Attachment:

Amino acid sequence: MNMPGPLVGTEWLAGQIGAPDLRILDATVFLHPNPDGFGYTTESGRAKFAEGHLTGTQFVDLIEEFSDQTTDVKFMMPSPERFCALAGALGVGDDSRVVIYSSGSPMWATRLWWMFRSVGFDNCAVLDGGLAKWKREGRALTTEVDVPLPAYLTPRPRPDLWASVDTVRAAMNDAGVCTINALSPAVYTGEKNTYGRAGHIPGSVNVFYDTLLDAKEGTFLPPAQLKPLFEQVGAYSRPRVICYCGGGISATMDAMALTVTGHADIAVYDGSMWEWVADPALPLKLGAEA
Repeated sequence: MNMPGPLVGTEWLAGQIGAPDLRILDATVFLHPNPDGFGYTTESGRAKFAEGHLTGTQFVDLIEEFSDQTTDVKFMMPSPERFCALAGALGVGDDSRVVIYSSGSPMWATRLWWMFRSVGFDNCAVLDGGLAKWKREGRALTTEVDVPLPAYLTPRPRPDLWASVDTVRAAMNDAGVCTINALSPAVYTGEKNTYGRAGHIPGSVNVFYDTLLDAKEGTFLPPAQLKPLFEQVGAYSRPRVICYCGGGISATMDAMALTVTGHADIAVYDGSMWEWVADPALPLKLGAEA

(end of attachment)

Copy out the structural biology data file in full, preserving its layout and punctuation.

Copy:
Amino acid sequence: MNMPGPLVGTEWLAGQIGAPDLRILDATVFLHPNPDGFGYTTESGRAKFAEGHLTGTQFVDLIEEFSDQTTDVKFMMPSPERFCALAGALGVGDDSRVVIYSSGSPMWATRLWWMFRSVGFDNCAVLDGGLAKWKREGRALTTEVDVPLPAYLTPRPRPDLWASVDTVRAAMNDAGVCTINALSPAVYTGEKNTYGRAGHIPGSVNVFYDTLLDAKEGTFLPPAQLKPLFEQVGAYSRPRVICYCGGGISATMDAMALTVTGHADIAVYDGSMWEWVADPALPLKLGAEA
Repeated sequence: MNMPGPLVGTEWLAGQIGAPDLRILDATVFLHPNPDGFGYTTESGRAKFAEGHLTGTQFVDLIEEFSDQTTDVKFMMPSPERFCALAGALGVGDDSRVVIYSSGSPMWATRLWWMFRSVGFDNCAVLDGGLAKWKREGRALTTEVDVPLPAYLTPRPRPDLWASVDTVRAAMNDAGVCTINALSPAVYTGEKNTYGRAGHIPGSVNVFYDTLLDAKEGTFLPPAQLKPLFEQVGAYSRPRVICYCGGGISATMDAMALTVTGHADIAVYDGSMWEWVADPALPLKLGAEA